Making electric cars the dominant vehicles on the road is key to curbing planet-warming emissions and protecting the climate. In a bid to reach that goal, an increasing number of countries and cities across the world have pledged to ban the sale of gas-powered cars by the end of the decade.
Now, Germany’s new governmental coalition has committed to phasing out the sale of combustion-engine vehicles by setting an ambitious target of putting at least 15 million electric vehicles (EVs) on the road by 2030.
The goal was announced last week in a document published by Germany’s next government of Social Democrats, Greens, and Free Democrats. To reach that goal, the country will need to rapidly increase the production of EVs while also banning the sale of new combustion-engine cars in the next few years.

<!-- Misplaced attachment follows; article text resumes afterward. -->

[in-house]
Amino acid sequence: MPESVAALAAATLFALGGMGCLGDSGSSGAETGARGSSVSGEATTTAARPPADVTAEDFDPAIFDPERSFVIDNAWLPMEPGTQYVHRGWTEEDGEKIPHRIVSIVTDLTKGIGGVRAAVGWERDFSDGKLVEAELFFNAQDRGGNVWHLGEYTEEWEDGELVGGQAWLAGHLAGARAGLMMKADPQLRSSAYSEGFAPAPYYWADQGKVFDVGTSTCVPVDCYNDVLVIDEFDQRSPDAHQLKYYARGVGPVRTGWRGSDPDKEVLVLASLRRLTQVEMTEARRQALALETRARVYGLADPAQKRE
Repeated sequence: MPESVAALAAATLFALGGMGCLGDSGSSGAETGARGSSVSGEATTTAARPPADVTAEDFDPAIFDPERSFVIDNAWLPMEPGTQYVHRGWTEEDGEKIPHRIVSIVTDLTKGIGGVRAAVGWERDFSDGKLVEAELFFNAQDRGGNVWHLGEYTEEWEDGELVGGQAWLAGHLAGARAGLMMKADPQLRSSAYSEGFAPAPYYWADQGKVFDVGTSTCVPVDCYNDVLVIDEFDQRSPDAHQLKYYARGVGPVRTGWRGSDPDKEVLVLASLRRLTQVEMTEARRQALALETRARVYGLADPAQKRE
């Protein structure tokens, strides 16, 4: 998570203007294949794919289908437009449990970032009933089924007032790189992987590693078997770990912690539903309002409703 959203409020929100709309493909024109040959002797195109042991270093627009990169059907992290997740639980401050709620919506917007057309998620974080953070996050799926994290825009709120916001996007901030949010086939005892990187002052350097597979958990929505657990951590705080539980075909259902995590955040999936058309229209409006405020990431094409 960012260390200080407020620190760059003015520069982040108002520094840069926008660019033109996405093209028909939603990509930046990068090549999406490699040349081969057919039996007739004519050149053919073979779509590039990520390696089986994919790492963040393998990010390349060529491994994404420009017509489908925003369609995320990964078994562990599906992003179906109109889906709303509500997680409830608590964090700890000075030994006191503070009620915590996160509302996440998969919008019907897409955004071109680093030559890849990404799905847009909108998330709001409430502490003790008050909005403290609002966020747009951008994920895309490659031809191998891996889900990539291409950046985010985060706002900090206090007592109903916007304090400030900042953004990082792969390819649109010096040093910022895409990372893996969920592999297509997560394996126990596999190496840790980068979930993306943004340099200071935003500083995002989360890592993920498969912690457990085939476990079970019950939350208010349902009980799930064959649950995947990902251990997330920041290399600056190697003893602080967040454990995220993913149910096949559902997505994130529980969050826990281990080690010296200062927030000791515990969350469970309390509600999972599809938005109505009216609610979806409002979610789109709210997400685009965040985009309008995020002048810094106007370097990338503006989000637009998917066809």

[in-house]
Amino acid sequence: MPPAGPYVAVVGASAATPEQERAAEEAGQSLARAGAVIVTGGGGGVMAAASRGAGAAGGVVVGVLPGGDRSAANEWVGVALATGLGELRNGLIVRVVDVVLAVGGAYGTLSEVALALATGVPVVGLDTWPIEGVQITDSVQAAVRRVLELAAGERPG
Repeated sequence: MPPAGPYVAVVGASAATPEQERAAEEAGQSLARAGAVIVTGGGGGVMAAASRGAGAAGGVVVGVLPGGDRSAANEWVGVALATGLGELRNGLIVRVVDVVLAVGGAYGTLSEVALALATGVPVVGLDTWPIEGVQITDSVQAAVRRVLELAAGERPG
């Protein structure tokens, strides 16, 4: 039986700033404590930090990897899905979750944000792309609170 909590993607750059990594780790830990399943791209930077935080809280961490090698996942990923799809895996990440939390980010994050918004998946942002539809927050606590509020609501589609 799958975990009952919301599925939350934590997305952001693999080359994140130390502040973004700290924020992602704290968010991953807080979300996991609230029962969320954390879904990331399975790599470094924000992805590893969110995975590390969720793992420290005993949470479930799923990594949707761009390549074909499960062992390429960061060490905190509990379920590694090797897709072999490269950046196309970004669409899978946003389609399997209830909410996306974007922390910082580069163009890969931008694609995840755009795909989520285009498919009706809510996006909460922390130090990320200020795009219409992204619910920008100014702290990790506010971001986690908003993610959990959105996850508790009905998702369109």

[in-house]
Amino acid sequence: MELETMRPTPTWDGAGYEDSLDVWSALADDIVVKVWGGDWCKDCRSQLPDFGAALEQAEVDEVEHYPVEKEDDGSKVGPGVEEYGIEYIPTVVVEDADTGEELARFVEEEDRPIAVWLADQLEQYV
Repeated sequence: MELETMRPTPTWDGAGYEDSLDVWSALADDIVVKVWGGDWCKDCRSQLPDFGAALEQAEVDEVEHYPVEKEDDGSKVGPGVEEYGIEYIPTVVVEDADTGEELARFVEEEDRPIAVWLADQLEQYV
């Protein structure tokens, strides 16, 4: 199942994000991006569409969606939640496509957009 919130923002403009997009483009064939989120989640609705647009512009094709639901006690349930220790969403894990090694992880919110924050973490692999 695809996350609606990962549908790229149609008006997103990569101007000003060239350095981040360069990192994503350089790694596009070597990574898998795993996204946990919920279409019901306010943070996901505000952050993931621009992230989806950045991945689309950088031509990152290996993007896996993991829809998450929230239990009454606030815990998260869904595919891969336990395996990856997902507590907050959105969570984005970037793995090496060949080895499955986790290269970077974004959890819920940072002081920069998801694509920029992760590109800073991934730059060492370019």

“It can only be achieved if new cars with internal combustion engines are no longer registered before 2030,” Volker Quaschning, professor of renewable energy systems, told Bloomberg. “It makes sense to stop the registration of gasoline and diesel cars by around 2028.”
Currently, EVs make just one percent of the country’s fleet, with only about 570,000 registered battery-powered cars, according to Bloomberg. To get 15 million electric cars on the road, the country will have to boost production and sales of EVs by 33 percent a year through 2030. This may very well be feasible as the country has been making progress over the past year with generous subsidies and funding that helped double EV registrations.